Before coming to Germany, Annaleise, a friend of ours in high school who had heard about our travels through Europe reached out to us. She and her husband Kyle are doing a very similar tour of Europe and she asked us if we had time to meet them for lunch one day. Kyle is stationed at the US Army base in Nuremberg, Germany and they were free the first weekend in which we were in Heidelberg so we agreed to meet them about halfway between Nuremberg and Heidelberg in the charming little town of Rothenburg ob der Tauber.
Rothenburg is a 12th-century town which sits atop a hill overlooking the Tauber river. The entire town is enveloped by an undamaged 14th-century town wall, and the majority of the roofs of the buildings in town are made of beautiful red-colored terracotta roof tiles. Combined, this is what gives the town its name, which translated into English means “red fortress above the Tauber River.” Besides being halfway between Nuremberg and Heidelburg, Rothenburg also lies halfway between Frankfurt and Munich, making it a wonderful little stop and change of pace from the two relatively large cities.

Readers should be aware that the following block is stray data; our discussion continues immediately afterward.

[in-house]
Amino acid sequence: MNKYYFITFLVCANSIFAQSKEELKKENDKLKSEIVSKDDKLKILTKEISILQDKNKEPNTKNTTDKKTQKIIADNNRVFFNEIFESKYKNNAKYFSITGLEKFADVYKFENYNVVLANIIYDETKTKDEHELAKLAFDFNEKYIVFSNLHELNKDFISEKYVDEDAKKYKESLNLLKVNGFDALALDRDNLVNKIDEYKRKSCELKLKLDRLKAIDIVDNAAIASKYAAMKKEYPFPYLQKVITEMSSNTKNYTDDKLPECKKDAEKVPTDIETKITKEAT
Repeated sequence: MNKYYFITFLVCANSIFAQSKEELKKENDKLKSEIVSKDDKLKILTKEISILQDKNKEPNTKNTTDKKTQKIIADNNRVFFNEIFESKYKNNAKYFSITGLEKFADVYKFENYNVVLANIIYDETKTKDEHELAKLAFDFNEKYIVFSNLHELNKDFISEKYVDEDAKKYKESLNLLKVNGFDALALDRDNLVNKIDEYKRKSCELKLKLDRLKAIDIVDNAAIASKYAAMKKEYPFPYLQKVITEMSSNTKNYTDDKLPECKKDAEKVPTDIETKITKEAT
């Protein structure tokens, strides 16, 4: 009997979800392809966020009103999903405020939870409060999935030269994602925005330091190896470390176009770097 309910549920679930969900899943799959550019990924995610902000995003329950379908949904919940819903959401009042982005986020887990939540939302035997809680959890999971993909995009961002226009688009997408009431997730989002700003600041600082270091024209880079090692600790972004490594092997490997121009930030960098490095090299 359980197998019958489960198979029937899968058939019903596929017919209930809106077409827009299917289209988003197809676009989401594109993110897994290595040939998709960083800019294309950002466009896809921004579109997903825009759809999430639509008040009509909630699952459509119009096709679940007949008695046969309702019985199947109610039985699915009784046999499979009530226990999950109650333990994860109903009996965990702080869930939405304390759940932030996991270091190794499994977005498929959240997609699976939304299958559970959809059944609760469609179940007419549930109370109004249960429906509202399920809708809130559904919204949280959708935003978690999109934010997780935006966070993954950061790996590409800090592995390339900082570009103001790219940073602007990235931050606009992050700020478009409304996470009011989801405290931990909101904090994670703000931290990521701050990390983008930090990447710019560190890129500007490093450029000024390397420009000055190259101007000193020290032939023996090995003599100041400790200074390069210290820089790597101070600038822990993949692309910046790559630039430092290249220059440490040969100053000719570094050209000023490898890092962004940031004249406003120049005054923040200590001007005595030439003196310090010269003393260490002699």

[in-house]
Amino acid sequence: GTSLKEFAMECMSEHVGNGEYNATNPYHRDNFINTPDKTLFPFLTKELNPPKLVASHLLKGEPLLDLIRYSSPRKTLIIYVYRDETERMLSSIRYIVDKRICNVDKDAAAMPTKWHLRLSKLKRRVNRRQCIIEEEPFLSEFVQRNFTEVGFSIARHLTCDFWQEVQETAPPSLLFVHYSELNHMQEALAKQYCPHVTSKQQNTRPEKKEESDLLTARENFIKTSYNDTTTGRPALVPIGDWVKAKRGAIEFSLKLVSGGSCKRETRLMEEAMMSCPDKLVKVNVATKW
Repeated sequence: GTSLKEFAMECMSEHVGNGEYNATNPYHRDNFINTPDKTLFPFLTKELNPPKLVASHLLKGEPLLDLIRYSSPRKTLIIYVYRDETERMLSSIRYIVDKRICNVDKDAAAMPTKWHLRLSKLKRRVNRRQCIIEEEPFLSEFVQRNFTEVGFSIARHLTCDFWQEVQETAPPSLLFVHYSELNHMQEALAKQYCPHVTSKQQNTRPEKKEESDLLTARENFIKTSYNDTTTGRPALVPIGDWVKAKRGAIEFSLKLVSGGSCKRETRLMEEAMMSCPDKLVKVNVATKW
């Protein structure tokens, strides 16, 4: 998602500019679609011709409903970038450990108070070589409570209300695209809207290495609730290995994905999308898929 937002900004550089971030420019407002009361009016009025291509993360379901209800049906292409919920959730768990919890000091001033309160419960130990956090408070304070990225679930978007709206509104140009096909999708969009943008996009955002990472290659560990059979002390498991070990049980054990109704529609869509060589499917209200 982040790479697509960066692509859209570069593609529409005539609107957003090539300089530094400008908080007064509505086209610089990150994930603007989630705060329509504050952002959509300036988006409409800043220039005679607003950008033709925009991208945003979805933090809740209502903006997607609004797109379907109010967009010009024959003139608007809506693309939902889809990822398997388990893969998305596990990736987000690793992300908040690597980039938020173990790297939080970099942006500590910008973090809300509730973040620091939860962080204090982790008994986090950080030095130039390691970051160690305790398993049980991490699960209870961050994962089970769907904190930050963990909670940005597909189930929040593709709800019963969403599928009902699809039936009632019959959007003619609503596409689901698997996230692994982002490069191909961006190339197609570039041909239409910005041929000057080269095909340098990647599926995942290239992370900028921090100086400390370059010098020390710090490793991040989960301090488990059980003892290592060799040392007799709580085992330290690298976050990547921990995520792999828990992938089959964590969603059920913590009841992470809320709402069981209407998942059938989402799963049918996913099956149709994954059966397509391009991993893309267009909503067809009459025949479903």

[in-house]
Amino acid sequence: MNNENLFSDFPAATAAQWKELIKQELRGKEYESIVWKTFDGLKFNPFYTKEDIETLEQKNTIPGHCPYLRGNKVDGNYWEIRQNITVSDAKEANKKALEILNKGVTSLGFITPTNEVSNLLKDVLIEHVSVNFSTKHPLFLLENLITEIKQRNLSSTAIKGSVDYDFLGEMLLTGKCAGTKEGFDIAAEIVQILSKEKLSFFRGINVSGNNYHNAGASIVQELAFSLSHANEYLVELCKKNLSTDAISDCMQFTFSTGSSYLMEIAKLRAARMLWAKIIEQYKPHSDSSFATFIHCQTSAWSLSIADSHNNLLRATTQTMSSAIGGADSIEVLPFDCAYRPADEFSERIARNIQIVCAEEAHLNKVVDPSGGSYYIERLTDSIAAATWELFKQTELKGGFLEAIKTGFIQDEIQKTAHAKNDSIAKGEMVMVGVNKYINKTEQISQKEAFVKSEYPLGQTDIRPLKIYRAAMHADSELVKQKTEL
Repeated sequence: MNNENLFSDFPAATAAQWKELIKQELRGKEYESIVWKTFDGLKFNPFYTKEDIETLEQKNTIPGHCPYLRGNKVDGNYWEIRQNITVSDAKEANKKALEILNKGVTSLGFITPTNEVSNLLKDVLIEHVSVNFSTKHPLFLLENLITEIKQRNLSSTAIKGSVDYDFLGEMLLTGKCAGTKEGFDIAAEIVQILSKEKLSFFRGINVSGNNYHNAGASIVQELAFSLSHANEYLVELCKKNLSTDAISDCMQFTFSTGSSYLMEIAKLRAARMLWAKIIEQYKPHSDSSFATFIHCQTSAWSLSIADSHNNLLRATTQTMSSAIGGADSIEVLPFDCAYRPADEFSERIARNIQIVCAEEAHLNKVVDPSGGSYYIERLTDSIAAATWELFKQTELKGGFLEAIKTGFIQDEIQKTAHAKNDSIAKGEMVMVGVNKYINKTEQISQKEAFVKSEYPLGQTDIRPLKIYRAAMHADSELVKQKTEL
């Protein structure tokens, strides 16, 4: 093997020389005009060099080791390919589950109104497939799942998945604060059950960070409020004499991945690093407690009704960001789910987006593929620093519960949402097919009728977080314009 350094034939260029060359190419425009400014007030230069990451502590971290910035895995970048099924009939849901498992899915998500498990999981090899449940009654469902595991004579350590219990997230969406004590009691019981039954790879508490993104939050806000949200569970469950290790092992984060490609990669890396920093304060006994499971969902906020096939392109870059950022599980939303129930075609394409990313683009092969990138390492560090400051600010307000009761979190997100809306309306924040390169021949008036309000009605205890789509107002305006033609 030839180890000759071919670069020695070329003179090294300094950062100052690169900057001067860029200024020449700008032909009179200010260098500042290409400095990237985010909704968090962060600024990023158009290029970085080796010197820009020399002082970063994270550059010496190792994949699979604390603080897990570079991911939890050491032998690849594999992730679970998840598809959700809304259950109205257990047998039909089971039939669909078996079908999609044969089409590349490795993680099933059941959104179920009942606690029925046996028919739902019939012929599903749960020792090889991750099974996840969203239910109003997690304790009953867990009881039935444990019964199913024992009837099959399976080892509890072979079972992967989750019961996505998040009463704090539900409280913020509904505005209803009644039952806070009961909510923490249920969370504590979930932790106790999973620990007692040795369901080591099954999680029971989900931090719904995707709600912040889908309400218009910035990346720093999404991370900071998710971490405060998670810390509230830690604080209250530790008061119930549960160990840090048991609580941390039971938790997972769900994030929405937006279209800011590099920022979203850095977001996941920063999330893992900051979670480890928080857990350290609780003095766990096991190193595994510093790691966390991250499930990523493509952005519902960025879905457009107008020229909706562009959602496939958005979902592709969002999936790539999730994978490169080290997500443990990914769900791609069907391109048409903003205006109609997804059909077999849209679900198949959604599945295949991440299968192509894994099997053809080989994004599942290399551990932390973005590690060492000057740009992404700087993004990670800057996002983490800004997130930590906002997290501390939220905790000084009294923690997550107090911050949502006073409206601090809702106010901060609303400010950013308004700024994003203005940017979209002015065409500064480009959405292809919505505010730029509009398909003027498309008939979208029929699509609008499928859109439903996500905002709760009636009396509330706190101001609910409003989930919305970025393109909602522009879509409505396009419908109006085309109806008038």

The town itself is straight out of a fairy tale with its classic timber-framed houses and brightly colored buildings. Every street or lane in the charming medieval town is picture-worthy, especially as its layout makes driving cars through it completely unnecessary. It is incredibly easy when walking through the town to transport yourself out of the 21st century and into medieval Germany which makes it a truly must-see attraction in Germany.